These animals’ reactions to the music cause me to wonder exactly what it is about human music that appeals to humans. Typically, the music we listen to is not in an extremely high or low pitch range to our ears, and I’m sure that that is true for a reason. Music also frequently contains topics that we can relate to and communicate feelings that we have often experienced. In a way, this is what the music made for the other animals did as well. The music played for the tamarins essentially contained an imitation of a singing tamarin communicating its feelings to others, and the cat music contained samples of sounds that call to mind situations with which cats are familiar.

In light of the above, perhaps music is really just an outgrowth of all animals’ basic need for communication. Since it’s vitally important to be able to signal one’s thoughts and feelings in the wild (as well as to be able to interpret these signals when they are given by others), it seems natural that this communication may have been the basis for the music we know today.

The Last Song Ever Played

I’ve spent over five hours today in a van with seven other people, most of whom I’d never previously met. We’re all heading to John’s Island, South Carolina for a six day spring break service trip. We’ve grown to know each other rather well in our time together in the van. Just recently, we decided to try a little activity – each of us was allowed to choose a song for a van playlist. We were allowed only one song, and each person’s song was supposed to be something to which he or she felt a strong connection; the songs were supposed to embody their respective people. The driver put it a different way, somewhat changing the meaning of the task. He said, “If you could play one song for everyone in the world before music disappeared forever, what would it be?” The result was an interestingly diverse group of songs, some more meaningful (in my opinion) than others. I think that some people were responding more to the original question than the modified one, and the whole thing was somewhat rushed and I’m sure each of us could think of many more candidate songs. Either way, the final playlist is below:


Place to Lay My Head – Drew Holcomb and the Neighbors – link

Coffee – Copeland – link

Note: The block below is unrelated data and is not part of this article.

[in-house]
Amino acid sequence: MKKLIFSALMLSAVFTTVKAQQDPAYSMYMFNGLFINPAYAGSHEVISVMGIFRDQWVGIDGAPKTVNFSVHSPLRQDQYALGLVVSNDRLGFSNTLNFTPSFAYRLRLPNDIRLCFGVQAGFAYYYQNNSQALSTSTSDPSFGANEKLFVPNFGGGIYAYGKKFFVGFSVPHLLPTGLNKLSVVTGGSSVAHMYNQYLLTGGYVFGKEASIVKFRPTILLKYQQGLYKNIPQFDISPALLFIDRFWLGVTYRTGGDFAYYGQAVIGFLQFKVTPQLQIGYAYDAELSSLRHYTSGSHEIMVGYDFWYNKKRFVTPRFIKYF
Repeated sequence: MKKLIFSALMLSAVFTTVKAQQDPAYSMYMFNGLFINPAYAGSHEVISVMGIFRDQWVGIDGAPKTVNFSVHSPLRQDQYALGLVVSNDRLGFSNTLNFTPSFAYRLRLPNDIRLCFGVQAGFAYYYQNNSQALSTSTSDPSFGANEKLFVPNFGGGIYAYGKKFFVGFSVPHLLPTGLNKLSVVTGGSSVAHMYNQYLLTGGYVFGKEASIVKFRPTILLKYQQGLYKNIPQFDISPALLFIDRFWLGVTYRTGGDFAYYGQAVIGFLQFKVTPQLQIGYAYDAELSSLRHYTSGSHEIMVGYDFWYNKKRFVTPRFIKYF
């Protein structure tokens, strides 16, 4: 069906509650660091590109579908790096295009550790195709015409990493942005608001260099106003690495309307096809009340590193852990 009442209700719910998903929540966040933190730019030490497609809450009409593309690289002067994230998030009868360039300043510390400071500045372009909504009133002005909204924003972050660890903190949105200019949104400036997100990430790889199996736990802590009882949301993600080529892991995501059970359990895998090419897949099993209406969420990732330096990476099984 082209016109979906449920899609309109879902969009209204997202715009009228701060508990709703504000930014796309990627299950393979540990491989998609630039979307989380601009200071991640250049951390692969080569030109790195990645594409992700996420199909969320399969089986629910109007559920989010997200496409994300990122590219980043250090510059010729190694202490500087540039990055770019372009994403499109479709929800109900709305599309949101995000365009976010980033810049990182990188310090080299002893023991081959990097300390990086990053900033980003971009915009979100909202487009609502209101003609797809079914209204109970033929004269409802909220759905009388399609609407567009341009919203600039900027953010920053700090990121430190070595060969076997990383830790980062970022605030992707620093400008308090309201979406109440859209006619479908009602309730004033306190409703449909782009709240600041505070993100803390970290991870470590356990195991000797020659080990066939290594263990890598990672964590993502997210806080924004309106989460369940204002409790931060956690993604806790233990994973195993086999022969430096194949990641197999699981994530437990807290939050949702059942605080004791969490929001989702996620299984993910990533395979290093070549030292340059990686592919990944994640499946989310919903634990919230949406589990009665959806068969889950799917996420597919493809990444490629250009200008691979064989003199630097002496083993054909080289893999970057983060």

Sanctuary  – Frank Ticheli – link

For the Longest Time – Billy Joel – link

It Ain’t Yours to Throw Away – Nashville Cast – link

Deathbed – Relient K – link

Ballad of Love and Hate – Avett Brothers – link

Thunder Road – Bruce Springsteen – link


The song selection strikes me as interesting. For the most part, the songs are somewhat folksy and acoustic. They also tend to have philosophical or religious themes. The fellow in the van that chose the second song on the list claimed that he admired the song since it was reflective of a simplicity of life that he desires but finds hard to reach at Davidson (or in the busy world in general).

I also think that this would be an interesting question to turn to others in the class- if music was going to cease to exist tomorrow (don’t worry, it probably isn’t), what song would you have the world listen to? If, rather than choosing a certain song, you had to describe the style or message of the song, how would you characterize these things? Rather than choosing something that’s very technically impressive but not truly meaningful, I, personally, would choose something very emotional and uplifting. It’d get huge bonus points if it’s musically interesting, of course, and it’d have to be at least decently enjoyable to listen to, but that wouldn’t be my main concern.

Draft Assignment #1- Musical Chills

I consider myself very fortunate to have led a life in which I’ve always been encouraged to pursue my passions for music. I’ve had the privilege of taking part in the performance of some beautiful pieces as part of both the Davidson College Chorale and a community choir at home known as the Broad Street Chorale. Through this, I’ve gained first-hand knowledge of a peculiar power of music with which not all people are entirely familiar. Music, in certain situations, can bring about “chills,” or the release of dopamine in the striatum, though more research is in order regarding the potential reasons for this.